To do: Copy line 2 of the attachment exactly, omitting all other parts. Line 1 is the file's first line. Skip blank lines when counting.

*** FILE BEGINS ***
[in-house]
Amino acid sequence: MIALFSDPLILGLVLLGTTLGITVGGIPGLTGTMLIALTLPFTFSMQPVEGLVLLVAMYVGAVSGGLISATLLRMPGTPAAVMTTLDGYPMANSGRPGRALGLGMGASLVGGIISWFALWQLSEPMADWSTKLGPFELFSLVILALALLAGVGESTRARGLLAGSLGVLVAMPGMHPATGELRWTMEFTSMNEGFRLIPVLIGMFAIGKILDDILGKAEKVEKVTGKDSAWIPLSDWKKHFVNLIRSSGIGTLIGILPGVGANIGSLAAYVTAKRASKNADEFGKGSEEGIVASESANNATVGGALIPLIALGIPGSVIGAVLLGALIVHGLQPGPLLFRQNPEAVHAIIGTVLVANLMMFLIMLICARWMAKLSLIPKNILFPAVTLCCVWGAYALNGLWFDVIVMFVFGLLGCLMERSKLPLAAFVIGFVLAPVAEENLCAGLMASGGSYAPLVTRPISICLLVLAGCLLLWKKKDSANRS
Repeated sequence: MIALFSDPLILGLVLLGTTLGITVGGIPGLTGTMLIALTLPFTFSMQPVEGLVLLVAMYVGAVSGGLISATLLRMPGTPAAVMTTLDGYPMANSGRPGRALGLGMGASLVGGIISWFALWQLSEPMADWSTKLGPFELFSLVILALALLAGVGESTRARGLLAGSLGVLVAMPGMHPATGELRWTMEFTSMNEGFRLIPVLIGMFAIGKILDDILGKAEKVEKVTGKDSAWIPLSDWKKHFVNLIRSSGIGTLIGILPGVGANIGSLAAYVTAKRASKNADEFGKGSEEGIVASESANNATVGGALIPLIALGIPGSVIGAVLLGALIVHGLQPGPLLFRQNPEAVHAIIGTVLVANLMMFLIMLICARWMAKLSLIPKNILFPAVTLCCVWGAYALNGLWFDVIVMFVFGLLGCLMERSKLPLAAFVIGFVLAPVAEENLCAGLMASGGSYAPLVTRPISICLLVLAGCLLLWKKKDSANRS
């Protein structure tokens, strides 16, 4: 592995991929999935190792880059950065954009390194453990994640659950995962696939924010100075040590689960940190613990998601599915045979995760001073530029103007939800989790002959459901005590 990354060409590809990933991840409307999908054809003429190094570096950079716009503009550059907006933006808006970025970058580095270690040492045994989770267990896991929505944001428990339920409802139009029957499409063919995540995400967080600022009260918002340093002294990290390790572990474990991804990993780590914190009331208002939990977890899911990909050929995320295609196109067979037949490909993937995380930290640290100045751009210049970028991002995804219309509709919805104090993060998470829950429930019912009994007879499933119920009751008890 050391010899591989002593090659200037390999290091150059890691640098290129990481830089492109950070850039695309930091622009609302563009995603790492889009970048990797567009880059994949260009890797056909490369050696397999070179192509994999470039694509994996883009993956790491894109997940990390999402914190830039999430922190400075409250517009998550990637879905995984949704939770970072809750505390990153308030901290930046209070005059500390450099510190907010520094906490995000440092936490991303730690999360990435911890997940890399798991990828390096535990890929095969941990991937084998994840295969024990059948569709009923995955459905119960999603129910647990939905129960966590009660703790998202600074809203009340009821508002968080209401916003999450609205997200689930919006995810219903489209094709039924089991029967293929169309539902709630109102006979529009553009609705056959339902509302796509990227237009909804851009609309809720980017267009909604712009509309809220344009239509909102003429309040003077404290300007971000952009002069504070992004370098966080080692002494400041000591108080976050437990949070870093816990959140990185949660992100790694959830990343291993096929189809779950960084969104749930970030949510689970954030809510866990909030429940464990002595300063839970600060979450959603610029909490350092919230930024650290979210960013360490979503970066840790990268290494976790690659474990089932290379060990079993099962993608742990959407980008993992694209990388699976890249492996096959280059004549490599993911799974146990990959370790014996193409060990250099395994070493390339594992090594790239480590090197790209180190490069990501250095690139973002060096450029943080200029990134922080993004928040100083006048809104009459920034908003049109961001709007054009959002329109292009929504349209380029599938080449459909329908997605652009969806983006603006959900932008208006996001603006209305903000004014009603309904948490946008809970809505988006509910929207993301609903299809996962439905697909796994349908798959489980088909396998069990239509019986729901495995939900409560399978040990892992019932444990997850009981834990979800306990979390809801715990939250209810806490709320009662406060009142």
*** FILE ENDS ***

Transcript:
Amino acid sequence: MIALFSDPLILGLVLLGTTLGITVGGIPGLTGTMLIALTLPFTFSMQPVEGLVLLVAMYVGAVSGGLISATLLRMPGTPAAVMTTLDGYPMANSGRPGRALGLGMGASLVGGIISWFALWQLSEPMADWSTKLGPFELFSLVILALALLAGVGESTRARGLLAGSLGVLVAMPGMHPATGELRWTMEFTSMNEGFRLIPVLIGMFAIGKILDDILGKAEKVEKVTGKDSAWIPLSDWKKHFVNLIRSSGIGTLIGILPGVGANIGSLAAYVTAKRASKNADEFGKGSEEGIVASESANNATVGGALIPLIALGIPGSVIGAVLLGALIVHGLQPGPLLFRQNPEAVHAIIGTVLVANLMMFLIMLICARWMAKLSLIPKNILFPAVTLCCVWGAYALNGLWFDVIVMFVFGLLGCLMERSKLPLAAFVIGFVLAPVAEENLCAGLMASGGSYAPLVTRPISICLLVLAGCLLLWKKKDSANRS